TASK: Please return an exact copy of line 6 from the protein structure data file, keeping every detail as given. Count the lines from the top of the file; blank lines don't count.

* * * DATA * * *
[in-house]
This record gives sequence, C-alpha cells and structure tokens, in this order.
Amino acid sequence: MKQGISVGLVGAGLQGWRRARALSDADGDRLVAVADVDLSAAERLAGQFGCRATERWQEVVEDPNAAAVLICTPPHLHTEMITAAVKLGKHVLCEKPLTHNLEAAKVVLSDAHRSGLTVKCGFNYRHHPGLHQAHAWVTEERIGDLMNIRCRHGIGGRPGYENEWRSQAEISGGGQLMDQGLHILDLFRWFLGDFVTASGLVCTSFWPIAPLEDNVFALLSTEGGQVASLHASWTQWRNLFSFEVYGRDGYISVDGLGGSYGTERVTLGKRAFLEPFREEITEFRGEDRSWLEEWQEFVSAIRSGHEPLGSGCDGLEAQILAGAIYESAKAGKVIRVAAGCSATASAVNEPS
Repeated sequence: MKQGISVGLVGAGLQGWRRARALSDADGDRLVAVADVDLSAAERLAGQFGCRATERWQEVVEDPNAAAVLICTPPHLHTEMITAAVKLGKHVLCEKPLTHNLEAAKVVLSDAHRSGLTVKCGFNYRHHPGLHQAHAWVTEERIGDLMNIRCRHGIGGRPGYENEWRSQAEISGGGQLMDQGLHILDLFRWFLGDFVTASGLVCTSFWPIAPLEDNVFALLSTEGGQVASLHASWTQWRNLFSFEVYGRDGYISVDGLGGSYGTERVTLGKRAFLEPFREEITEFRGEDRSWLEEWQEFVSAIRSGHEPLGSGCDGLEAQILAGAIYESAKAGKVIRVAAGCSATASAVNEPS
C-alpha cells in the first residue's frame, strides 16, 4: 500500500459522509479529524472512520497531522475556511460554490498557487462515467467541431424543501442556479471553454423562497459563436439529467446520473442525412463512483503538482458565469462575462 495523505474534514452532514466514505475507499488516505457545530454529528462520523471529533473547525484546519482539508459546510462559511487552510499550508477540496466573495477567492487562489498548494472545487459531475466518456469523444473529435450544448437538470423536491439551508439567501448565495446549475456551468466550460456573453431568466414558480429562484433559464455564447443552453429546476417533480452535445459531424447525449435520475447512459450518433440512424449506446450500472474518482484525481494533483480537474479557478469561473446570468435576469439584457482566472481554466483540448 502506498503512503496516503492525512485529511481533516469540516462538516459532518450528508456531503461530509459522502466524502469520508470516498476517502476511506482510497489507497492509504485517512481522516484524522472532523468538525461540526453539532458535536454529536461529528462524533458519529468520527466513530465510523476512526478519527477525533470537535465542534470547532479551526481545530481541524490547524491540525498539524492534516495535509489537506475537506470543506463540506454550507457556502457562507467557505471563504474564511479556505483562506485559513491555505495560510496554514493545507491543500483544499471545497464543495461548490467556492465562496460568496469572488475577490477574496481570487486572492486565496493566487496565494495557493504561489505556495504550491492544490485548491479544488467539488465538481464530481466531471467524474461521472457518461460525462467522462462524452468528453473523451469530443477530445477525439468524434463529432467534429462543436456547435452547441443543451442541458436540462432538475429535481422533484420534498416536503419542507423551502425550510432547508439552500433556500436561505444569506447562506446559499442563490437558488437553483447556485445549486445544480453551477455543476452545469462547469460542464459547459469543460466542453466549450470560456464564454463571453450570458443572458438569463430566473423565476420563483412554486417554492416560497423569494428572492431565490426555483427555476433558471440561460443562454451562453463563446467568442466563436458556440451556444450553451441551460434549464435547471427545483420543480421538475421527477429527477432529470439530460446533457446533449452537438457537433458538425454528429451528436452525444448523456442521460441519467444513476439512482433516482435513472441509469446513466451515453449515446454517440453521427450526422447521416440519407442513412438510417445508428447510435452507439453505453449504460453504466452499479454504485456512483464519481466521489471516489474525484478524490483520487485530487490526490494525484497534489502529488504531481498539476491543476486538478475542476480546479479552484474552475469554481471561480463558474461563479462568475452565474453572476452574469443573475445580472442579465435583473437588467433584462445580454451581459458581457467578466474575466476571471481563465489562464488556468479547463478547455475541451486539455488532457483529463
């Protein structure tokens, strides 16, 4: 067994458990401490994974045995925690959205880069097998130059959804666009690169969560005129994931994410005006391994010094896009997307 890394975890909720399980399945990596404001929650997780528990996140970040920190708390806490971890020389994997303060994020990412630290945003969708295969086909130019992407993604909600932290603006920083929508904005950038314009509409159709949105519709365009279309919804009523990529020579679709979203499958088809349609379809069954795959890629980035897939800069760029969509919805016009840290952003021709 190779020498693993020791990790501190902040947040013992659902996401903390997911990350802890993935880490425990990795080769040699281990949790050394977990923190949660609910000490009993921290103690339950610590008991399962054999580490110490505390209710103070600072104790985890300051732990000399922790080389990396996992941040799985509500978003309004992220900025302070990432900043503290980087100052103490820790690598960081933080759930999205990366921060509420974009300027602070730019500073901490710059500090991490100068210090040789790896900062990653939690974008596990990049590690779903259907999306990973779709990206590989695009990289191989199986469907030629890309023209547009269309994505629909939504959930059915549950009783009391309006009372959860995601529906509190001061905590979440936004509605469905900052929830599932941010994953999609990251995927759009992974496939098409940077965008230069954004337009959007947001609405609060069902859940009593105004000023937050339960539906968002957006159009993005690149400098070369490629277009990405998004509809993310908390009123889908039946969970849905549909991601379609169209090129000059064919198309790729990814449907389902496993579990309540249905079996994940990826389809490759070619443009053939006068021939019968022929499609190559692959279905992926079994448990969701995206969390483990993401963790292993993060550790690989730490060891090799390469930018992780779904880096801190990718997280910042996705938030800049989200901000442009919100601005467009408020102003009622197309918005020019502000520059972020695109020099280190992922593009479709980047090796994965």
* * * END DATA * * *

């Protein structure tokens, strides 16, 4: 067994458990401490994974045995925690959205880069097998130059959804666009690169969560005129994931994410005006391994010094896009997307 890394975890909720399980399945990596404001929650997780528990996140970040920190708390806490971890020389994997303060994020990412630290945003969708295969086909130019992407993604909600932290603006920083929508904005950038314009509409159709949105519709365009279309919804009523990529020579679709979203499958088809349609379809069954795959890629980035897939800069760029969509919805016009840290952003021709 190779020498693993020791990790501190902040947040013992659902996401903390997911990350802890993935880490425990990795080769040699281990949790050394977990923190949660609910000490009993921290103690339950610590008991399962054999580490110490505390209710103070600072104790985890300051732990000399922790080389990396996992941040799985509500978003309004992220900025302070990432900043503290980087100052103490820790690598960081933080759930999205990366921060509420974009300027602070730019500073901490710059500090991490100068210090040789790896900062990653939690974008596990990049590690779903259907999306990973779709990206590989695009990289191989199986469907030629890309023209547009269309994505629909939504959930059915549950009783009391309006009372959860995601529906509190001061905590979440936004509605469905900052929830599932941010994953999609990251995927759009992974496939098409940077965008230069954004337009959007947001609405609060069902859940009593105004000023937050339960539906968002957006159009993005690149400098070369490629277009990405998004509809993310908390009123889908039946969970849905549909991601379609169209090129000059064919198309790729990814449907389902496993579990309540249905079996994940990826389809490759070619443009053939006068021939019968022929499609190559692959279905992926079994448990969701995206969390483990993401963790292993993060550790690989730490060891090799390469930018992780779904880096801190990718997280910042996705938030800049989200901000442009919100601005467009408020102003009622197309918005020019502000520059972020695109020099280190992922593009479709980047090796994965």